• Thanks, Michael for your comment. Let me check with Dr Wong, and if what I wrote in my column was inaccurate, The Nut Graph will be sure to make a correction. Please bear with me while I look into it and thanks for your persistence and patience.

          The Nut Graph

          • An Unimportant Person says:


            Michael Lim is correct.

            In 1969, the Alliance party won 14 seats, the Opposition won 13, and an Independent, Lim Tuan Siong, won the seat of Sungai Pelek, a small insignificant backwater village/town.

            The Sultan of Selangor began pressuring Harun Idris for his government.

            Harun Idris was beside himself as he was unable to contact the independent, Lim, who had disappeared and was incommunicado.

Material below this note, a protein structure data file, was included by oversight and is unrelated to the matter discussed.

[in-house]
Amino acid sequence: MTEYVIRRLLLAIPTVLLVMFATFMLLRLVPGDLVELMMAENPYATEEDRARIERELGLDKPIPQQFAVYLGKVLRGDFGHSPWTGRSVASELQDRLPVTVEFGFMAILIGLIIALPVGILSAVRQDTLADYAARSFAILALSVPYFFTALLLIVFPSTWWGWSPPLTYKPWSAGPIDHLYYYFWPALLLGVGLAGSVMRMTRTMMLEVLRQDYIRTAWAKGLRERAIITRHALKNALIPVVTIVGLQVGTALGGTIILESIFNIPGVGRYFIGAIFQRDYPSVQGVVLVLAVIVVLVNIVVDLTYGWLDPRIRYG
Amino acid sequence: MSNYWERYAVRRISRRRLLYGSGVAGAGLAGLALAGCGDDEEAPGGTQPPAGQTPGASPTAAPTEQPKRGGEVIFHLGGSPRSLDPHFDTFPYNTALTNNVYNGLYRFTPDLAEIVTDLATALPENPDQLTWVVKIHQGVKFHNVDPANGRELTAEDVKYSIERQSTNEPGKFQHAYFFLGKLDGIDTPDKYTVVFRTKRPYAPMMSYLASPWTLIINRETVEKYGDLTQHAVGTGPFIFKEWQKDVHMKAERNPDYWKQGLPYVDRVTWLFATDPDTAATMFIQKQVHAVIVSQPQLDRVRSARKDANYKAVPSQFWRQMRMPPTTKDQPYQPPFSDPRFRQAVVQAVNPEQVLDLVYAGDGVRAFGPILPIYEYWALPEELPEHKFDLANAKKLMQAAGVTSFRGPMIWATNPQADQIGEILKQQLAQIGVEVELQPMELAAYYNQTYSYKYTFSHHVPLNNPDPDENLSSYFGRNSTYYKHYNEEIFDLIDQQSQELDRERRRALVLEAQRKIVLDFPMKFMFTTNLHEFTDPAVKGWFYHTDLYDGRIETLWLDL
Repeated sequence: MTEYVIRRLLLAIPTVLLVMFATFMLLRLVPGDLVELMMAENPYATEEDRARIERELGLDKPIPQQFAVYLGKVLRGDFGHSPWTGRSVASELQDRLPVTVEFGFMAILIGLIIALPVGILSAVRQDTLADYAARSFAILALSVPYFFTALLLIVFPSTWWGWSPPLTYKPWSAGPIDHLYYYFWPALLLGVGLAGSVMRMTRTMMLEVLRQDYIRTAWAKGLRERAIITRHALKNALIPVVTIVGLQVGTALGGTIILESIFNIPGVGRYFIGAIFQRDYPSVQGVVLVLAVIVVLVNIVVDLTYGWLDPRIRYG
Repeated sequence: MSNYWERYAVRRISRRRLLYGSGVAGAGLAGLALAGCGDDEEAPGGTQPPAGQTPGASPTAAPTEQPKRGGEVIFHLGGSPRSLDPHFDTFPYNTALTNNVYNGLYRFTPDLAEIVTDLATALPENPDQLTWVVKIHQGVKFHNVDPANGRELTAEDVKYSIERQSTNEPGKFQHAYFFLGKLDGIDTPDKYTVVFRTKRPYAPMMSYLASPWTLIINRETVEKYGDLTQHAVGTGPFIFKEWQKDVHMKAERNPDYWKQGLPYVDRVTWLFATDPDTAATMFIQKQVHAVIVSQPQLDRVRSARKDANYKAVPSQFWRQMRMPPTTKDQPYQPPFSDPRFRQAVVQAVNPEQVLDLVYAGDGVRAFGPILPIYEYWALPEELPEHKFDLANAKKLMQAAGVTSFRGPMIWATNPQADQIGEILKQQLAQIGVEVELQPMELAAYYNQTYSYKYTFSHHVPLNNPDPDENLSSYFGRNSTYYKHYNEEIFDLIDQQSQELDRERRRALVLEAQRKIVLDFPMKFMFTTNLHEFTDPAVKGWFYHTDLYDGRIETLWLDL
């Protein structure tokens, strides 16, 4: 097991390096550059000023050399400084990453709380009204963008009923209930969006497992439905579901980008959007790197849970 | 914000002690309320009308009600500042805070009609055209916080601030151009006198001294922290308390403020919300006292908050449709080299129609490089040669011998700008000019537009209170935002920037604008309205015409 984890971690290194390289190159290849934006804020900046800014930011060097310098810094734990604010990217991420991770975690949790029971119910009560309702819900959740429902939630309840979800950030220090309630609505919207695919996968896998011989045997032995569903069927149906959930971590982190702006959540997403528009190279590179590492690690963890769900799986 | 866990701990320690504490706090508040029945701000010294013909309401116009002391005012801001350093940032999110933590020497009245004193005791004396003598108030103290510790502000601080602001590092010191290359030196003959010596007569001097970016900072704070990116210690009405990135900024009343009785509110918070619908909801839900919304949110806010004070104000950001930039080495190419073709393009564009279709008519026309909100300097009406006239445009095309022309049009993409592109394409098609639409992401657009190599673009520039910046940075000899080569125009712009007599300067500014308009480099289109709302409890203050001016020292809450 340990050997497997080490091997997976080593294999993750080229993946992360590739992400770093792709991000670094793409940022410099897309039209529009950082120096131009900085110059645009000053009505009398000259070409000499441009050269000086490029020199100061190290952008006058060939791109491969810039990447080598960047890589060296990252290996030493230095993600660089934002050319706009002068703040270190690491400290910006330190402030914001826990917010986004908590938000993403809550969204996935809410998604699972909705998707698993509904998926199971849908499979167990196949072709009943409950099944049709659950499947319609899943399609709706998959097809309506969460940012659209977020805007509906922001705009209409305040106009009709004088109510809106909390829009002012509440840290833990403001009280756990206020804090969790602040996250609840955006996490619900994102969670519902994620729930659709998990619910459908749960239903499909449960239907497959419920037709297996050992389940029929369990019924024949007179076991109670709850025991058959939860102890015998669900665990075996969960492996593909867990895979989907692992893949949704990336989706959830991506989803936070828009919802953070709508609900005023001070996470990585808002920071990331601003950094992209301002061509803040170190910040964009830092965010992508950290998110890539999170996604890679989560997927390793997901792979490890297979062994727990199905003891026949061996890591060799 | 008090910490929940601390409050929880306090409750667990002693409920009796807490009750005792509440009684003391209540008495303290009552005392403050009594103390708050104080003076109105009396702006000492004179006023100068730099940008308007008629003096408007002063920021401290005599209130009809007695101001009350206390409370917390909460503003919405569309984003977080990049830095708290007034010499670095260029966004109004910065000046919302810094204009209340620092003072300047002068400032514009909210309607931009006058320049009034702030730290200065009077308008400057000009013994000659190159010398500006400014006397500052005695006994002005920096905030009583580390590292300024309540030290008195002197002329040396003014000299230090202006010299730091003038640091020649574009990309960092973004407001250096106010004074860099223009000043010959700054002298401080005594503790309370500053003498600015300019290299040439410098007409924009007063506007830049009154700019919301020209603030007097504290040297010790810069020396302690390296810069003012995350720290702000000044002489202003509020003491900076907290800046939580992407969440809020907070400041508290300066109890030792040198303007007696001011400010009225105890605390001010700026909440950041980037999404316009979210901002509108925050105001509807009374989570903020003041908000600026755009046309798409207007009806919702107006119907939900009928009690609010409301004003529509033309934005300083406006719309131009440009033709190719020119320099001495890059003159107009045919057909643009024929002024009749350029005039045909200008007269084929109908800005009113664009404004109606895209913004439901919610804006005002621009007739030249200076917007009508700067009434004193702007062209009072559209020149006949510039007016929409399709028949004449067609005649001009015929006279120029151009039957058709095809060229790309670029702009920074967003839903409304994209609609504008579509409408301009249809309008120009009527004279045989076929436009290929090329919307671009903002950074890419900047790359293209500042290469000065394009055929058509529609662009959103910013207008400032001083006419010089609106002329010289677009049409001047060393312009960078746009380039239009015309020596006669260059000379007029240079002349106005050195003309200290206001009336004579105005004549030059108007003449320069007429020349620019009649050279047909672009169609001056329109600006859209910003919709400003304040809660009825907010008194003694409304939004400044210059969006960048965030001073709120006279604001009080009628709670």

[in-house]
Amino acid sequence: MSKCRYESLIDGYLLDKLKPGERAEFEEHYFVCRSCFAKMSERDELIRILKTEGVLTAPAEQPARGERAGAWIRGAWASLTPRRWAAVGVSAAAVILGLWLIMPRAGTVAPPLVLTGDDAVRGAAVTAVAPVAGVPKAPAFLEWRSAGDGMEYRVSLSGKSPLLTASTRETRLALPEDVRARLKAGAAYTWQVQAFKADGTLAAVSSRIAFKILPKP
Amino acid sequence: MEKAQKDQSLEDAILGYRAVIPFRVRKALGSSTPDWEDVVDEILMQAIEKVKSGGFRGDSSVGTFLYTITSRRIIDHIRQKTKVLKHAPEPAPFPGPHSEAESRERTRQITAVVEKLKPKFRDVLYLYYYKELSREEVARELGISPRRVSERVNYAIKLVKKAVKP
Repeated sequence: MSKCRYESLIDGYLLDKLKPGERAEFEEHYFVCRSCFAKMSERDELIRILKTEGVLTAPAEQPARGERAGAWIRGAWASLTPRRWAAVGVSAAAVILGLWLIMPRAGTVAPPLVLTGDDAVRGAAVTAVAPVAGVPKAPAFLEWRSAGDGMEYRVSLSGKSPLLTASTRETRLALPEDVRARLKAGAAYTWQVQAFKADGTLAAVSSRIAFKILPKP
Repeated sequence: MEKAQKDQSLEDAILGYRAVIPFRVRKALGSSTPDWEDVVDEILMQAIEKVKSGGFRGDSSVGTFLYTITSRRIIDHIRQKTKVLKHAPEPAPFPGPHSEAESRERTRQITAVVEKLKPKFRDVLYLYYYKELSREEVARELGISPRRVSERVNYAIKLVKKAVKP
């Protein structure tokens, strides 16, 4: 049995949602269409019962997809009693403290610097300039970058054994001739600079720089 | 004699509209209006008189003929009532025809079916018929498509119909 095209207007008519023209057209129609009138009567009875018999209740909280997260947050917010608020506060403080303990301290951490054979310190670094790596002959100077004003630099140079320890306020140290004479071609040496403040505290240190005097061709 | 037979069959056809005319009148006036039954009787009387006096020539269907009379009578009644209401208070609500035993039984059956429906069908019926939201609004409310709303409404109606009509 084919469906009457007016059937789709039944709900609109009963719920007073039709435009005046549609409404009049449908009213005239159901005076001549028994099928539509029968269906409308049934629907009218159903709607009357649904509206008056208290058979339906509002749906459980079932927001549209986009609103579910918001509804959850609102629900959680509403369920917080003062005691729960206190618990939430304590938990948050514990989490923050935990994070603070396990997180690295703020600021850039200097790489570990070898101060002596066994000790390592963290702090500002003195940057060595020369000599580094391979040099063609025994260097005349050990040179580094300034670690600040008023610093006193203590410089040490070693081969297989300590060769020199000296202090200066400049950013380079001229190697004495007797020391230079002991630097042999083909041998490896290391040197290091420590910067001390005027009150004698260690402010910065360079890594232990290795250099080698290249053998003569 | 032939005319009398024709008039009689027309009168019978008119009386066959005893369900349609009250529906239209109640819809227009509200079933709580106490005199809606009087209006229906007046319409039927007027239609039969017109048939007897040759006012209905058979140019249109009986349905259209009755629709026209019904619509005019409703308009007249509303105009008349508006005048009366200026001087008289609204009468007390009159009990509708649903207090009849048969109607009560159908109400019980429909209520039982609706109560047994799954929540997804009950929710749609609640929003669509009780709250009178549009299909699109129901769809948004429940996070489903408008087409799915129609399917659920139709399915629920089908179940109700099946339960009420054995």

Nobody knew where Lim was – well, almost nobody, heheheheh!! 🙂

            By then, the Opposition was cock-a-hoop, believing they had finally gotten rid of Harun and started celebrating.

            The rest is history.

            Hope this provides a tiny bit more background on the history of the May 13 riots.

            • Thank you for sharing that. TNG will make a correction once we have verifiable information from a known and reliable source. For now, the source I’m relying on is a published academic and public intellectual, Dr Wong Chin Huat. I have contacted him already and he will check his information and revert about the accuracy of the piece he wrote that I referred to.

              Unfortunately, we can’t make corrections based on your anecdote unless you can identify yourself AND point to an accurate and reliable source about where you got the information you have.